<<<1. Delaying the firemen and the policemen the salary increases promised them a year ago due to current budget crisis is a political hot potato nobody wants to touch.

    A. Increases or increase? Both correct?
    B. Promised them or promised to them? Both correct?
    C. Change "promised them" to "they were promised," is that better?
    D. The firemen and the policemen. Can't skip the second "the?"
    E. Anything else is wrong?>>>

    There are many things wrong with this sentence. The first error is the initial gerund. "Delaying" would be correct except for the gerund's indirect object "the firemen and the policemen". One cannot delay someone an increase, even though one can delay an increase. The gerund "denying" would work, but it changes the meaning. Another problem is the placement of "due to a current budget crisis". As written, this phrase appears to modify "promised" instead of "delaying". Logically, these raised were not promised due to budget cuts.

    In my opinion, the sentence would be better as:

    Delaying, due to the current budget crisis, the salary increases promised to policemen and firemen a year ago is a political hot potato nobody wants to touch.

    A. Increases would be better because there are two groups. It is unclear that both groups are receiving the same raise.
    B. Either promised or promised to.
    C. They were promised would be OK, also.
    D. IMO, you can skip both.
    E. Yes, already covered.

    <<<2. The police finally caught up with the kidnapper who had been passing out candies to children in the shopping malls.>>>

    A. Candies or candy. First choice?
    B. In, inside or at shopping malls?
    C. "Caught up with" is apprehended, correct? If the police were now at the vicinity where the kidnapper was, but have not apprehend the person yet, how do you say it then?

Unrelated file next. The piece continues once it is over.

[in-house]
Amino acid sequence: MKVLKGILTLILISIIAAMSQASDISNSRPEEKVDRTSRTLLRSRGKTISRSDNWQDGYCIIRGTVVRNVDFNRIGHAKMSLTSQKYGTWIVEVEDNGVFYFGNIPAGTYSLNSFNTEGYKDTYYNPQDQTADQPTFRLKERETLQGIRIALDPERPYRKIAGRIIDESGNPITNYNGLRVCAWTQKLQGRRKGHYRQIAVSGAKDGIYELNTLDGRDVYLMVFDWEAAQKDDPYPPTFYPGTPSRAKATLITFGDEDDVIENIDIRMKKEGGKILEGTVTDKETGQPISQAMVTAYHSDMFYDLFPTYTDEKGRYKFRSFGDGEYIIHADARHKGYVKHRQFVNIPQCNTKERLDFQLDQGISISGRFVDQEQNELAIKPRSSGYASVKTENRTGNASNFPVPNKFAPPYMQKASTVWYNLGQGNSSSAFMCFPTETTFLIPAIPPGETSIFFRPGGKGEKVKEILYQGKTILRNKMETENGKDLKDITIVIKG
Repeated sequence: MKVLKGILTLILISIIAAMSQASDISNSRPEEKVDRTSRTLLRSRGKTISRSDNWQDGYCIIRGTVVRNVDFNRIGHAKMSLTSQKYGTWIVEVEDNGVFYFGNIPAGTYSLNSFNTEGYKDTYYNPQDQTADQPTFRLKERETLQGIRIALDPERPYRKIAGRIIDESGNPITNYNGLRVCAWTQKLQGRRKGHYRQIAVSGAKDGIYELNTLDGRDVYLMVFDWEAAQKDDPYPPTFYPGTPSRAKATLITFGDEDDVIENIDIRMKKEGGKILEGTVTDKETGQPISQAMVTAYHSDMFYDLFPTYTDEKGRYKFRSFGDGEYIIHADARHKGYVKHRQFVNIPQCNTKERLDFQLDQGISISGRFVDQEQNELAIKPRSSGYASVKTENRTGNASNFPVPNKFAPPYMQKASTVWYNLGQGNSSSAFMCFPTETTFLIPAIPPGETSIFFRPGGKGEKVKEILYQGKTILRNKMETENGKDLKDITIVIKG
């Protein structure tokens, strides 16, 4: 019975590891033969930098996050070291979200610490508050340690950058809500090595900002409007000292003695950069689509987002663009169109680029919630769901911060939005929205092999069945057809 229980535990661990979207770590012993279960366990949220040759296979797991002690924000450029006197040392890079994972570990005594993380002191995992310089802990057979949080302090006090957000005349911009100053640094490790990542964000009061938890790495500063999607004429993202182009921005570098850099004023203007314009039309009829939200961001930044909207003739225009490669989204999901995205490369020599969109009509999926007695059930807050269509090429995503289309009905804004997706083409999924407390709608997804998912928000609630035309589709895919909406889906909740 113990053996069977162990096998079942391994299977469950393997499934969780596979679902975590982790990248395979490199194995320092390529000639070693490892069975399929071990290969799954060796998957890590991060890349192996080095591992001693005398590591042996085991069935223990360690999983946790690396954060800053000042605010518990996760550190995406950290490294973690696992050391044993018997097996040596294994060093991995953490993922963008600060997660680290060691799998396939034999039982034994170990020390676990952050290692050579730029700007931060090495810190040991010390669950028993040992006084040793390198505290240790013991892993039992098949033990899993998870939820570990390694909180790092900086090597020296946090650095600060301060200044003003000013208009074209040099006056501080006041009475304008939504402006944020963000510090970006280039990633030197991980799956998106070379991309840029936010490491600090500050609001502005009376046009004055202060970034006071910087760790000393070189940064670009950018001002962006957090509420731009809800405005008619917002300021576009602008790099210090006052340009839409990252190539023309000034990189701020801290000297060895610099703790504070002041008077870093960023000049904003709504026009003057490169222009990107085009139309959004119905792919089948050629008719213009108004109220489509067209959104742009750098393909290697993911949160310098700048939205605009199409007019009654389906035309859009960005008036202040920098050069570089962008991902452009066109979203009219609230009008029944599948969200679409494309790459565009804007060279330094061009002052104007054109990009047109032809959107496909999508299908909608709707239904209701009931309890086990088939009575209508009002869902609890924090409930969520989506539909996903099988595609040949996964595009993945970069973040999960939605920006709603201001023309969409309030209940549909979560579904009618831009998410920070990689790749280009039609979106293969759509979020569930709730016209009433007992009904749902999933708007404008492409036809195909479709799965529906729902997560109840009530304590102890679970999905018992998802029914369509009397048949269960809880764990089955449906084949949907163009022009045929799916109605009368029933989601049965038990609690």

D. Always plural after "police?"
    E. Sentence 2. Children or the children?
    F. Is anything else wrong?>>>

    A. Either. Candies works better if the items are small. Candy works no matter what shape or size.
    B. I prefer "in".
    C. Caught up with is OK. Apprehended would also be OK if the ploice had him in their control. If the police were just in the vicinity, caught up with is better. Also one could use "found", "located", "surrounded", etc.
    D. Yes "the police" is normally plural.
    E. That depends. If one had alreadty mentioned specific children use "the". If not, use no article at all.
    F. Again if the malls had already been mentioned, use "the". If not, use no article.

  6. #6
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    Mike pointed out a couple things I overlooked in the first sentence. (I understood what was meant by it, but the sentence could definitely be improved.) Perhaps: "Due to the current budget crisis it is considered necessary to delay the salary increases that were promised to the policemen and the firemen a year ago, but it is a political hot potato nobody wants to touch."

    :D

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    Default grammar: verb, plural, prep

    Quote Originally Posted by RonBee
    Mike pointed out a couple things I overlooked in the first sentence. (I understood what was meant by it, but the sentence could definitely be improved.) Perhaps: "Due to the current budget crisis it is considered necessary to delay the salary increases that were promised to the policemen and the firemen a year ago, but it is a political hot potato nobody wants to touch."

    :D
    Thanks to RonBee, Mike & Tdol,

    Much clear now.
    How come article "the" before firemen and policemen can be in or out ?

    BMO

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    Default Re: grammar: verb, plural, prep

    Quote Originally Posted by bmo
    How come article "the" before firemen and policemen can be in or out ?
    It can't. In this case I would keep the first "the" (if not the second one) because we are talking about a specific group of policemen and firemen and not about policemen or firemen in general.

    :)

  9. #9
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    :D :D :D :D